Richard Grenier’s article, which I read after thinking I had enjoyed the movie, led me to have another look at the novel. It turns out that my memory of James’s original was pretty hazy and Mr. Grenier was right about there being significant, even huge, discrepancies between novel and movie. . . . [But] the movie did a little more justice to the novel’s minor characters than Mr. Grenier lets on. He describes Miss Birdseye at great length as a “humanitary hack,” in James’s words, and as just a sweet old lady in the movie. But surely Miss Birdseye appears in the film as something of a dodo. She is shown smiling blithely at Verena and Basil, because she supposes that Verena is converting him, rather than being unconverted by him. Her misguidedness is not totally blotted out, leaving only kindliness.

Similarly, the movie’s Dr. Prance is not devoid of the flinty perceptiveness she exhibits so richly in the novel. Mr. Grenier forgets the scene in the boat where Dr. Prance (Linda Hunt) tells Basil of the suffragists’ hypocrisy in valuing male converts to the cause more than female converts. All in all, I would not have called Miss Hunt’s chilly if good-natured Dr. Prance a performance of “dulcet gentility.” . . .

Mr. Grenier is also a bit off—or F.W. Dupee, whom he stands behind, is—about James’s view of Olive, the proper Bostonian spinster-zealot. . . . It is wrong to say that James had “not the slightest sympathy” for Olive, though, to be sure, he invested her with both personal and political traits that were odious to him. . . . Henry James is nothing if not a genius at conveying a complicated sort of sympathy (he would have italicized it) for his fully realized creations. Olive is one of these. In the novel she jumps eagerly, flails self-consciously, believes too passionately—but the author makes these things touching at times.

Yes, Vanessa Redgrave does exploit Olive to serve her own and the film-makers’ revisionist ends, and this disfigures the movie. But Miss Redgrave is not as untrue to James as Mr. Grenier says she is being when her “sudden surges of emotion and moments of sublime awkwardness” touch fleetingly upon his heartstrings. Unpluckable as Mr. Grenier’s heartstrings usually are, it is surprising that an ideologue-actress played them better than a master novelist did.

Lauren Weiner
Institute for Contemporary Studies
San Francisco, California



Richard Grenier writes:

My thanks to Claire L. Baron, Adrian R. Valentino, and Milton Birnbaum for their compliments. I am also grateful to Miss Baron for the biographical information on Elizabeth Peabody and for straightening out her relationship to Nathaniel Hawthorne.

Mr. Valentino is certainly correct. Statements made by Christopher Reeve in interviews are unquesionably external to the movie. But if Mr. Valentino knows how directors work in the theater and in “quality” films, he will know that they spend a good deal of time explaining to their actors the roles they are about to play. Since Christopher Reeve, whom I have met, is not the least bit stupid, I can only assume that James Ivory’s explanations of Basil Ransom were either nonexistent or grossly inaccurate, as Mr. Reeve issued from the movie making the most ludicrous statements—plainly (my point) without the faintest notion of what either his role or the story was about.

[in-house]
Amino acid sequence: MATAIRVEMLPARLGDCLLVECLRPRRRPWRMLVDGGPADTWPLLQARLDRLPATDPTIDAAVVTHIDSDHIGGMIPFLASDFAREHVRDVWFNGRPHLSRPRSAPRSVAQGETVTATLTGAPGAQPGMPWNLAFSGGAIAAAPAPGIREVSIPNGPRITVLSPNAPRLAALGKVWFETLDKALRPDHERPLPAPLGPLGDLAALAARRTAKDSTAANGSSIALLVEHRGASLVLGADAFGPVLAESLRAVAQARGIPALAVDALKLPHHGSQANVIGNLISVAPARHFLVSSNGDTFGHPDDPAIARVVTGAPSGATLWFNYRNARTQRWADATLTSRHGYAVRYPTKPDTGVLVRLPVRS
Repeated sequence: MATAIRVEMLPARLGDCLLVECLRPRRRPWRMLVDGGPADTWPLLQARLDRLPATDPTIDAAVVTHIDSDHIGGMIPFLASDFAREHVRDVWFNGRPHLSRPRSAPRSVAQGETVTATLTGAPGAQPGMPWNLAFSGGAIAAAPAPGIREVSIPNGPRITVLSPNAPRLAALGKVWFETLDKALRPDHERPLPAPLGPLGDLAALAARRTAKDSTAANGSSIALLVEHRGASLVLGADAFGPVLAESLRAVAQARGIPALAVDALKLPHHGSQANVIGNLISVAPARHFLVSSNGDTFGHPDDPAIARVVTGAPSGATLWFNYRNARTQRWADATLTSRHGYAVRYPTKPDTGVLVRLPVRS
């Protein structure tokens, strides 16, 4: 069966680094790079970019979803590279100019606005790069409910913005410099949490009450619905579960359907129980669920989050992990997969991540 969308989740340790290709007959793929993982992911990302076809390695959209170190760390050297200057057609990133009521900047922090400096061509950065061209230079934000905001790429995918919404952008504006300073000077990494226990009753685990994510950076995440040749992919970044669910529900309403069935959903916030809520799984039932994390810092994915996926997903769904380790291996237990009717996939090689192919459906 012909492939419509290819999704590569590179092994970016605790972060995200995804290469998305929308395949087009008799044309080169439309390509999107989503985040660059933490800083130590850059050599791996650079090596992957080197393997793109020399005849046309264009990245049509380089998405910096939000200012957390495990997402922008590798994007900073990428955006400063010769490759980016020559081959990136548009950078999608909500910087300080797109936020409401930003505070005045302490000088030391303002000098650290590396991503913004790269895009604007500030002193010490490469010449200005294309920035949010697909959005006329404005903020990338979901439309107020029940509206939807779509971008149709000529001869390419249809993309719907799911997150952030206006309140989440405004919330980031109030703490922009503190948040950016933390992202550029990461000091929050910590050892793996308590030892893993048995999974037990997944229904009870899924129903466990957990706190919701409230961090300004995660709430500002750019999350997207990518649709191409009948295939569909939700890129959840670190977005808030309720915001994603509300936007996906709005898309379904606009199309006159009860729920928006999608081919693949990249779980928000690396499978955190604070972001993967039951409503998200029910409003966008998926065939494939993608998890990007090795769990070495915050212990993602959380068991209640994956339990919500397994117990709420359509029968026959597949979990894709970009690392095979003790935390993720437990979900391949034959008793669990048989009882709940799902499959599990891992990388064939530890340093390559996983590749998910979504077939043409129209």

Mr. Birnbaum raises the interesting question of “glory by association.” Now Mr. Birnbaum knows that Henry James was not a political essayist. The reason I quoted his brother William and his brother’s best friend, Oliver Wendell Holmes, Jr., was that they articulated values that Henry James shared but never phrased in quite so ringing a manner. Has Mr. Birnbaum read the epistolary exchange between William and Henry James on the subject of Rudyard Kipling—of whom they were both great admirers? Mr. Birnbaum’s “a plague on both your dogmas” thesis regarding The Bostonians is that of today’s more literate feminists (as opposed to the illiterate ones who merely saw the movie). But the view of Basil Ransom as Attila the Hun—or at least as a character of a noxiousness equal to that of Olive Chancellor—I frankly find bizarre. It would mean that James put marriage on the same footing as spinsterhood, motherhood on the same footing as childlessness, and love between a man and a woman on the same footing as love between two women. It simply was not so.

Lauren Weiner, last, is simply clutching at straws. I forgot nothing. Miss Birdseye is not presented in the movie as anything like James’s “humanitary hack,” and the movie’s Dr. Prance has no “flintiness” whatever. I am glad, I suppose, that Miss Weiner thinks I have heartstrings. But, if I may be considered an authority on my own heartstrings, I can confidently say they were not plucked by Vanessa Redgrave. I think she gave an excellent performance. I find Miss Weiner’s suggestion that Vanessa Redgrave was better than Henry James at “playing” on my heartstrings somewhat confusing, as I do not think Henry James’s purpose was to play on my heartstrings, certainly not on behalf of Olive Chancellor. This might be an error of perception on my part, but Henry James, in any event, is not at the top of my list of heartstring writers.